Clutter is disrupting its own name.
The two-year-old startup takes the stuff you don’t use out of your home and makes sure you don’t just put it in a disorganized storage unit. Clutter, based in Los Angeles, employs movers and software engineers who work together to build a sophisticated system of packing and storing, where each item is photographed and catalogued on a platform.
Clutter announced Tuesday a $64 million Series C round, led by UK-based Atomico and with GV (formerly Google Ventures) and Fifth Wall as first-time investors as well. Sequoia Capital, which led the Series A and Series B round, participated again.
The new financing will be put toward hiring more employees, growing in more markets, and improving the technology, according to Ari Mir, cofounder and chief marketing officer of Clutter.
“It takes a lot of software to find a Beanie Baby,” Mir said.
Like many startups, the Clutter cofounder went after a big industry with a modern-day technology solution. People store their items, but oftentimes they leave them in a big room with little idea of what’s there and why. Clutter added an online inventory component.
But that wasn’t the only change they brought upon the industry, worth $30 billion in the U.S. alone, according to IBISWorld. Clutter CEO Brian Thomas’s mom’s poor customer service experience with her storage provider had inspired Thomas and his cofounders to start Clutter. His mom’s storage provider had unexpectedly raised her monthly raises twice in one year despite her on-time payments and loyalty.
Clutter sought to provide transparency and efficiency. The company tries to save money by moving storage out of cities and into cheaper areas to rent land.
“Were not only taking clutter out of your home but hopefully out of Manhattan,” Thomas said. “To become an on-demand storage company, it means we dont have to store your mom’s stuff in Manhattan. We can store it in New Jersey, where all the bicycles are together. We pass the savings to your mom.”
Of course, storage isn’t free. Customers pay a monthly fee depending on the amount, anywhere between $7 and $8,000, Mir estimated. They also pay a flat fee of $35 per worker for transporting items back to them.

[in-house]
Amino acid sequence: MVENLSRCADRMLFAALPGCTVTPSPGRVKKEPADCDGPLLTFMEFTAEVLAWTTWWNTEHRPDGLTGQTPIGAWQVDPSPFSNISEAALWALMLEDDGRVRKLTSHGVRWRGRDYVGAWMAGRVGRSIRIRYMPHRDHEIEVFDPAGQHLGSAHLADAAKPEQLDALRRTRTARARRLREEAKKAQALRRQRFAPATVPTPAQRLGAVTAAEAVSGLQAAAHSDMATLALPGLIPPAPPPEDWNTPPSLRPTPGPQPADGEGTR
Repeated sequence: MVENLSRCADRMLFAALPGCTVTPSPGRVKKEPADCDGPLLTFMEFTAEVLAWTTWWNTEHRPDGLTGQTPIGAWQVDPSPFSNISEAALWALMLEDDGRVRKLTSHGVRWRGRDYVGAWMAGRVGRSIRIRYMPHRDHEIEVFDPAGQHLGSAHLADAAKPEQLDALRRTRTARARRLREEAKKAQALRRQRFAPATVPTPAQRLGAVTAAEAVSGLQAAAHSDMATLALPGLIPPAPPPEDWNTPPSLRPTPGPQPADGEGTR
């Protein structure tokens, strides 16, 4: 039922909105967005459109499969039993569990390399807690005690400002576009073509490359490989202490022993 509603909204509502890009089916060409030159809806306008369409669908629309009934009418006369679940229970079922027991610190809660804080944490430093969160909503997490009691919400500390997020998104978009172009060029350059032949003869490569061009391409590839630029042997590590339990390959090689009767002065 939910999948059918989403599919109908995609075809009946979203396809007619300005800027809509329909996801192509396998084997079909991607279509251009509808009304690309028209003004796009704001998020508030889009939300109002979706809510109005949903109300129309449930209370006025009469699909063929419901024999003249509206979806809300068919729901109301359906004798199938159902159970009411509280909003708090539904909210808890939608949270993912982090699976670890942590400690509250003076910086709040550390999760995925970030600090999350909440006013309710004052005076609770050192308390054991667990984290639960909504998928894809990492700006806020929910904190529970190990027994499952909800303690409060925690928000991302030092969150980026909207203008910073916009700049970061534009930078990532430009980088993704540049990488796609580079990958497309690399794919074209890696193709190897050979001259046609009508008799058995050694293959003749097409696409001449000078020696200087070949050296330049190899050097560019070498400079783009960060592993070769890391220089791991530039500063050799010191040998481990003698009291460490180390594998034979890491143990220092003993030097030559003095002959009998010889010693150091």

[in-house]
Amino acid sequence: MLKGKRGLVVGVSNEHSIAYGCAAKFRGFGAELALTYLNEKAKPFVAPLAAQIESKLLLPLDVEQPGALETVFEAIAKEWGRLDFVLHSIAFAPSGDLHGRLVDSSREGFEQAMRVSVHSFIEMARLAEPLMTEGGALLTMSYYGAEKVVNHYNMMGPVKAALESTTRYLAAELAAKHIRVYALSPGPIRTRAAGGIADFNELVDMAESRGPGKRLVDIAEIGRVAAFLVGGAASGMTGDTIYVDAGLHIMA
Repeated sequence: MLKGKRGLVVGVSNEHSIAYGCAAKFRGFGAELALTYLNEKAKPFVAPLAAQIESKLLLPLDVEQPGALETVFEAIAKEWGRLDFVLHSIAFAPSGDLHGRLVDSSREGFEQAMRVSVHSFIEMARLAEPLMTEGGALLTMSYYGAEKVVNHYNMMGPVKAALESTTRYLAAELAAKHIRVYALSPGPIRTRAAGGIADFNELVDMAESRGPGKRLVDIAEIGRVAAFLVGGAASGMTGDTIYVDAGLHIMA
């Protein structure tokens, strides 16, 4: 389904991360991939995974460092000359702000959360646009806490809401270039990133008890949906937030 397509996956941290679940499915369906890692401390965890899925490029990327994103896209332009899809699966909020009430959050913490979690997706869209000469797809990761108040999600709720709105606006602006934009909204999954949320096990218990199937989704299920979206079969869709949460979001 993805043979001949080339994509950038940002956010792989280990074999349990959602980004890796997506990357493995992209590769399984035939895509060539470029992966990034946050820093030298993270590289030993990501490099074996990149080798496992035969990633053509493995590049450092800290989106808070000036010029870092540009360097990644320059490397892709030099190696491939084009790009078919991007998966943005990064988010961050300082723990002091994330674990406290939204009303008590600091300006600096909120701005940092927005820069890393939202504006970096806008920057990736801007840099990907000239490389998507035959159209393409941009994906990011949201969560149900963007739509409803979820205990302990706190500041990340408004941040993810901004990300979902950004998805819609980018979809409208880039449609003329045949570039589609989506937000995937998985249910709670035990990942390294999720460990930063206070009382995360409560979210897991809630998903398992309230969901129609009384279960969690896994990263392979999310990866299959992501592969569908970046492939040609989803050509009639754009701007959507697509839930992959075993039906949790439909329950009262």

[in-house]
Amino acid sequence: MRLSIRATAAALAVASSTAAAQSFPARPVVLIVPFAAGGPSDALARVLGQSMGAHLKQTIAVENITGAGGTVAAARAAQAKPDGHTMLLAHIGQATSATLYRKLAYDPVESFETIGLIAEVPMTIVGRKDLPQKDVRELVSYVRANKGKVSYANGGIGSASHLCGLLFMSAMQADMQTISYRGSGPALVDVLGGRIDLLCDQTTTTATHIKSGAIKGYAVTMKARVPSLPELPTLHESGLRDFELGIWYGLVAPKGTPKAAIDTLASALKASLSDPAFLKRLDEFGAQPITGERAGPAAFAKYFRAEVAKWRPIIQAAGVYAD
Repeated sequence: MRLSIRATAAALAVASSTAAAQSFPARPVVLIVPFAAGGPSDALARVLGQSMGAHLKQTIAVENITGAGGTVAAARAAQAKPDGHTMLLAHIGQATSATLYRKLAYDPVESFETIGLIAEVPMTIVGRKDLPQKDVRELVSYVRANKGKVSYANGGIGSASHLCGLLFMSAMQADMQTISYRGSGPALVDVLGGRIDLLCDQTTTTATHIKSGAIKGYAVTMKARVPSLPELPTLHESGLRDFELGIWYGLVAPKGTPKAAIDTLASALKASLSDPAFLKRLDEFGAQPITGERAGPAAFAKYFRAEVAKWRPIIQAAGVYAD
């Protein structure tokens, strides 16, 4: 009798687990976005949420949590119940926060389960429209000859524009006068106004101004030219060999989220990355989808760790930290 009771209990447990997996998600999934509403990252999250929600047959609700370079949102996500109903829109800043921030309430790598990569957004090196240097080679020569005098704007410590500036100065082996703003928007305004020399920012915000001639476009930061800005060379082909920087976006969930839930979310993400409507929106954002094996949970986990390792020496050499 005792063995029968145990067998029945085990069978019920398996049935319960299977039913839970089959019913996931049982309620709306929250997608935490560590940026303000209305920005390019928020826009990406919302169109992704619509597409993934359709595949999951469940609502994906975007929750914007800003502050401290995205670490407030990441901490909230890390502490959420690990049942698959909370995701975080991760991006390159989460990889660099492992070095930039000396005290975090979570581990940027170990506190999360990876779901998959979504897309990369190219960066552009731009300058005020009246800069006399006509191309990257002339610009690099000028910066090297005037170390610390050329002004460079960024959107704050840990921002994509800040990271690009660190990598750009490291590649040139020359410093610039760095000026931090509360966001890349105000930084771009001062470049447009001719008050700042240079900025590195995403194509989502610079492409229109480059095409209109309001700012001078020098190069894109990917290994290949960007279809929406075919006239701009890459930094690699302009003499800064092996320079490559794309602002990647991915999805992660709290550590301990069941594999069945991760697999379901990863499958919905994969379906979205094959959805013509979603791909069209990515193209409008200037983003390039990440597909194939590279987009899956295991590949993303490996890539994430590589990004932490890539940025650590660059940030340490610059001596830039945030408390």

Clutter operates in Los Angeles, San Francisco, New York, New Jersey, San Diego, Seattle, and Chicago, with dozens of warehouses and hundreds of moving vehicles. So far, Clutter has stored items for tens of thousands of customers.
Like WeWork and Airbnb, Clutter offers an on-demand service.
Fifth Wall, one of the new investors, likened Clutter to WeWork and Airbnb, because rather than office space and homes, Clutter offers storage as an on-demand service.
“These asset-light tech-enabled real estate companies are encroaching on the largest industry in the U.S. by a wide margin,” reads a blog post from the Fifth Wall. “They are hyper-scalable, partly because they are so capital efficient you dont need to purchase and finance hard real estate assets.”
Clutter’s business is making money, for each transaction and in every city they operate in. But overall, they are not profitable yet due to capital investments in important needs like employees.
Clutter employs more than 200 people. The company does not rely on 1099 workers, or contractors, like Uber or other on-demand startups. Instead, all people from movers to engineers are W2 employees, with health insurance and other benefits.
“Were a people company. We invest heavily in them,” Mir said. “The biggest mistake I can make is prioritize an engineer over a mover.”
Next up for Clutter is more growth in its current markets and opening in more areas. Mir said they are focused on major cities in the United States, at least 50 in the next five years, and they are looking overseas as well.